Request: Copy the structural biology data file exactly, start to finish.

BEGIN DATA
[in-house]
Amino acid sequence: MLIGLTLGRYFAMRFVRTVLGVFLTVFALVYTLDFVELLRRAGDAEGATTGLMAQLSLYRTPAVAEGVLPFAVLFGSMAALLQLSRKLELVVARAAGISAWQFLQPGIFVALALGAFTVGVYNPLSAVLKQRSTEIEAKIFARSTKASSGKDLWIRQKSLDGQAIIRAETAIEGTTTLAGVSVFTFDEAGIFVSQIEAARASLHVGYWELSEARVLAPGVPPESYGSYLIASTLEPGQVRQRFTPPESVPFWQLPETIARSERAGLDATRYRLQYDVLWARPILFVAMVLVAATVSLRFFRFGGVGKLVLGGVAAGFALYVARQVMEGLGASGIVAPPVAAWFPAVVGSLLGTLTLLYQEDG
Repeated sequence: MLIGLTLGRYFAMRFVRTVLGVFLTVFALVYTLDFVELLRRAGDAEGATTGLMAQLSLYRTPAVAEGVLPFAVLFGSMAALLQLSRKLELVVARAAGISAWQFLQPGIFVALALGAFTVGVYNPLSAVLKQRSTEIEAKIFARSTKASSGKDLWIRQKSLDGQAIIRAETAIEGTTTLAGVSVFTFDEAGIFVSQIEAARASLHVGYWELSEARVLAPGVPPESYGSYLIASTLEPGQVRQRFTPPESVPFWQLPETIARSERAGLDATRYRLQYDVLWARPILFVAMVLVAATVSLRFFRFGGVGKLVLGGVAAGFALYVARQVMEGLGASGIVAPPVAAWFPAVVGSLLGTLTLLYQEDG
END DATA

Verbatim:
[in-house]
Amino acid sequence: MLIGLTLGRYFAMRFVRTVLGVFLTVFALVYTLDFVELLRRAGDAEGATTGLMAQLSLYRTPAVAEGVLPFAVLFGSMAALLQLSRKLELVVARAAGISAWQFLQPGIFVALALGAFTVGVYNPLSAVLKQRSTEIEAKIFARSTKASSGKDLWIRQKSLDGQAIIRAETAIEGTTTLAGVSVFTFDEAGIFVSQIEAARASLHVGYWELSEARVLAPGVPPESYGSYLIASTLEPGQVRQRFTPPESVPFWQLPETIARSERAGLDATRYRLQYDVLWARPILFVAMVLVAATVSLRFFRFGGVGKLVLGGVAAGFALYVARQVMEGLGASGIVAPPVAAWFPAVVGSLLGTLTLLYQEDG
Repeated sequence: MLIGLTLGRYFAMRFVRTVLGVFLTVFALVYTLDFVELLRRAGDAEGATTGLMAQLSLYRTPAVAEGVLPFAVLFGSMAALLQLSRKLELVVARAAGISAWQFLQPGIFVALALGAFTVGVYNPLSAVLKQRSTEIEAKIFARSTKASSGKDLWIRQKSLDGQAIIRAETAIEGTTTLAGVSVFTFDEAGIFVSQIEAARASLHVGYWELSEARVLAPGVPPESYGSYLIASTLEPGQVRQRFTPPESVPFWQLPETIARSERAGLDATRYRLQYDVLWARPILFVAMVLVAATVSLRFFRFGGVGKLVLGGVAAGFALYVARQVMEGLGASGIVAPPVAAWFPAVVGSLLGTLTLLYQEDG